1. Better understand competitors, suppliers, customers and regulators
A wargame allows organizations to get a clearer picture of why other stakeholders behave as they do, revealing their constraints and options. What are the motivators and drivers of their behaviours and strategic choices? What limits or boundaries are they working within?
2. Anticipate what competitors, suppliers, customers and regulators may do next
During the wargame, the players live through future scenarios and imagine stakeholders’ strategic responses. The scenario may include such things as a player’s own organization making a planned strategic move, like bringing a new product onto the market. Then it is possible to role-play how the competition would likely respond. The group gets to understand the interactions between different stakeholders, and thus understands the market landscape better.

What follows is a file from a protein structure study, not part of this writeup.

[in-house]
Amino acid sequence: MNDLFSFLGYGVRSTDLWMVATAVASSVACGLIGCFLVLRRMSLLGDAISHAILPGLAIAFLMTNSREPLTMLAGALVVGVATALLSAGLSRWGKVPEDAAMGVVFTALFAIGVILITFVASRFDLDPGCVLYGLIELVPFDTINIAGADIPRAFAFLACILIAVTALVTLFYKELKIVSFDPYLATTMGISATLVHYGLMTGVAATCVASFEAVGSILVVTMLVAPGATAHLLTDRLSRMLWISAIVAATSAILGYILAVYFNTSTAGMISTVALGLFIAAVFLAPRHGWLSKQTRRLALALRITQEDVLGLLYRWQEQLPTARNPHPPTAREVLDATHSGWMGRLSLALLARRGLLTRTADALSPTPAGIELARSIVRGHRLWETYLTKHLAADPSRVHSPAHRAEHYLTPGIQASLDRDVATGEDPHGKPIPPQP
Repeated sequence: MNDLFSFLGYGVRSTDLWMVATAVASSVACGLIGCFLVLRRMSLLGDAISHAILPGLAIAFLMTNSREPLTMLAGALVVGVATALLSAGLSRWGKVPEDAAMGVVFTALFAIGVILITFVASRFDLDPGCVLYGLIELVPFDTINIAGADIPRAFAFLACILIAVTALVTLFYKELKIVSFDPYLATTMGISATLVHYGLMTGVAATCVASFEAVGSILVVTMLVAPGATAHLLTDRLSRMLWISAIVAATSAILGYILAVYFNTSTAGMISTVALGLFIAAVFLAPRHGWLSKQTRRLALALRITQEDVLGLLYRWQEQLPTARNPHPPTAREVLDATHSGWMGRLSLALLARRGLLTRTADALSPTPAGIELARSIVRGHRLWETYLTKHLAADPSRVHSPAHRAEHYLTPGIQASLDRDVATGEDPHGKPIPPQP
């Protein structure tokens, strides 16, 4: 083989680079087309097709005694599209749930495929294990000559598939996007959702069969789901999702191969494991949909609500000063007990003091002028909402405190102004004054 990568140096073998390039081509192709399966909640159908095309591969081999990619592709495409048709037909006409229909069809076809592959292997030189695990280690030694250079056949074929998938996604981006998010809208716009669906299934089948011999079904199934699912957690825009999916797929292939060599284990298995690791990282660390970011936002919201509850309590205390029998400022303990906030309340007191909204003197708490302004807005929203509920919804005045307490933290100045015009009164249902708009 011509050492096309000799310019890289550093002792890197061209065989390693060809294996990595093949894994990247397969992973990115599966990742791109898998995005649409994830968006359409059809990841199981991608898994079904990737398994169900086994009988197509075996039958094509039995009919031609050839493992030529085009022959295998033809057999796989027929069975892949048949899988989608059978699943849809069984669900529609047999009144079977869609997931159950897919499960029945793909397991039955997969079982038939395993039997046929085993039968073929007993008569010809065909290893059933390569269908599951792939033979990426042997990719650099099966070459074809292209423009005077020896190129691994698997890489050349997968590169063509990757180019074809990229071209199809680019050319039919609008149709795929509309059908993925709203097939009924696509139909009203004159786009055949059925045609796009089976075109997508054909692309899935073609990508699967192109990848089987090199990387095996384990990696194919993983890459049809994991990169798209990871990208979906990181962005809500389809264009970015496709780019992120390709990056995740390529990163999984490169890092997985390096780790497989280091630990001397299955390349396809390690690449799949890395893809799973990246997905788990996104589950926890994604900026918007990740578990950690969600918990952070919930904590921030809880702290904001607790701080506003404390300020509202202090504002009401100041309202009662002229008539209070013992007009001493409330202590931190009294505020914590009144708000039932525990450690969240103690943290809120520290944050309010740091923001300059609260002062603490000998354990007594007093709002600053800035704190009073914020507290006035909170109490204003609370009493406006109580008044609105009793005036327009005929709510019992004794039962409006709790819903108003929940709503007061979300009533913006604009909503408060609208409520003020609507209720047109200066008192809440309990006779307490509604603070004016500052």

3. Reflect on the existing or future strategy
By rehearsing the future in advance and identifying how others think and act, leaders are better placed to meet the challenges that arise in the real world. It helps to reflect on options for a key decision, for a strategy, and enhances the decision-making process.
4. Make proper use of business intelligence
In everyday business meetings, issues are mainly discussed orally, and information is spread in writing. These methods can make it difficult for our brains to incorporate the information, learn new things and have new ideas. Scientists have demonstrated that story-living and visualizing results gives a little ‘twist’ to our brain that makes it easier to learn new things. It allows us to think differently and lets us discover aspects of a situation that we might not normally pay attention to.
5. Exchange knowledge across the organization
An important side effect of wargaming is improving the diffusion of knowledge about the market across the whole unit or organization. In a wargame, business intelligence material is used, but tacit knowledge held by the team is also an important factor: the game can make this tacit knowledge explicit. The process makes it easier for the whole team to distinguish between facts and rumours in the market.
Implementing wargaming effectively